His scoring average of 67.8 was 1.5 strokes better than the second place finisher, Ernie Els. For perspective on how big a gap that is on the PGA Tour, 1.5 strokes was also the difference between No. 2 Els and the 88th-ranked player in scoring average.
But for all his domination on the links, Woods' prowess off the course might have been even more impressive.
When we looked at the highest-paid athletes in the world three years ago, Tiger Woods narrowly topped the list ahead of German Formula One legend Michael Schumacher (still on the list at No. 5 with $36 million). Today, Woods still sits on top -- and no one is even close.
Woods earned $100 million in the 12-month period ending June 2007. That is the most an athlete has ever made in one year. Woods banked $13 million in prize money and $87 million from endorsements and appearance fees. His take was more than twice the amount earned by the second highest-paid athlete, pugilist Oscar De La Hoya. The "Golden Boy" pocketed $43 million from his May fight with Floyd Mayweather Jr.
One big shift on this year's list is the presence of athletes from outside the U.S. Only three of the highest-paid athletes were from outside the U.S. in 2004. This year that numbered tripled to nine athletes, led by Finnish Formula One driver Kimi Raikkonen, who earned $40 million and ranked fourth overall.
Other international notables: British soccer star David Beckham, ranked sixth with $33 million; Brazil's Ronaldinho, tied for ninth with $31 million; Valentino Rossi, the Italian motorcycling champ, who raked in $30 million, placing him at No. 11; and Yao Ming, China's most famous export, who banked $26.3 million in the NBA. He was 17th overall.
Valentino Rossi hung around and collected $30 million.
Our list represents both the young and old. Tennis star Maria Sharapova can't legally buy a drink at 20 years old, but she can certainly afford it on her $23 million income last year. Sharapova ranked 25th, and is the sole woman on the list (no women made the list in 2004). NASCAR star Jeff Gordon clocked in at No. 21 with $24.5 million.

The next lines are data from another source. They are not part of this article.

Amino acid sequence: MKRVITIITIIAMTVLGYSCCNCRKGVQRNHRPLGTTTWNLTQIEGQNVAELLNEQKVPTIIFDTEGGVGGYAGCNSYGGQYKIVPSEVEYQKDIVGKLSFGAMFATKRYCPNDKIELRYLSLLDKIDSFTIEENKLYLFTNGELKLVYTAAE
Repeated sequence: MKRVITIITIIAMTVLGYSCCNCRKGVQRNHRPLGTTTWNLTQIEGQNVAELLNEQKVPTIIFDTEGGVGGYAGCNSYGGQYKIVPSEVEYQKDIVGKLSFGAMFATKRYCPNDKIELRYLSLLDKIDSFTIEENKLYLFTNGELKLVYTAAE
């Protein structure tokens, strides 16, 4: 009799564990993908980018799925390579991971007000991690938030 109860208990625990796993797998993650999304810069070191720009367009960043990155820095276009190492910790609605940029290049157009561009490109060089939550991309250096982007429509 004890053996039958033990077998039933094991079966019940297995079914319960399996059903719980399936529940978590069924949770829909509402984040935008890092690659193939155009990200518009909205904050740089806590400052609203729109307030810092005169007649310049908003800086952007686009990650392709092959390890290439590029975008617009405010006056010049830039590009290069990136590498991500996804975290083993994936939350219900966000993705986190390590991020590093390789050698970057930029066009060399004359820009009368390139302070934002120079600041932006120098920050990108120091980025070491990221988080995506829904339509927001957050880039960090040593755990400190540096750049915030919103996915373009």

On the other end of the spectrum is 78-year old golfing legend Arnold Palmer. Despite retiring from competitive golf last year, Palmer still earned $25 million from sponsors like Callaway, Rayovac and Rolex.
Woods doesn't show any sign of slowing down either. Off the course, he extended his contract with Nike at the end of last year. The Swoosh has been writing Woods his biggest paychecks since he turned pro in 1996 (a grand total of more than $150 million). The new deal should be worth more than $25 million a year for Woods, including royalties.
He recently signed a five-year deal with PepsiCo's Gatorade -- it's valued at a reported $100 million, which would be by far the largest beverage deal ever for an athlete.
On the course, Woods continues to out-drive his competitors in earnings. He just picked up $10 million for his retirement account by winning the PGA Tour's inaugural FedEx Cup. His career prize money stands at $77 million, 42% higher than second-ranked Vijay Singh, No. 18 on our list. Over the course of his career, Woods has earned $650 million in endorsements and prize money, and at this rate, should become the first athlete to cross the $1 billion threshold by 2010.
The minimum earnings to make our list of the 25 highest-paid athletes was $23 million this year, up from $19 million three years ago. These athletes earned $813 million cumulatively. Basketball was the best represented sport with seven NBA players making the cut, led by Los Angeles Laker Kobe Bryant, who earned $32.9 million and ranked seventh overall -- just one spot ahead of his nemesis Shaquille O'Neal.
Despite its role as the richest U.S. sports league, only two NFL players made the cut: Leonard Davis from the Dallas Cowboys and the New Orleans Saints' Reggie Bush. Blame the league's strict salary cap, which keeps football stars from being paid as much as their counterparts in basketball and baseball--plus, those pesky helmets keep most NFL stars from being well recognized, except pitchman extraordinaire Peyton Manning, who just missed our list.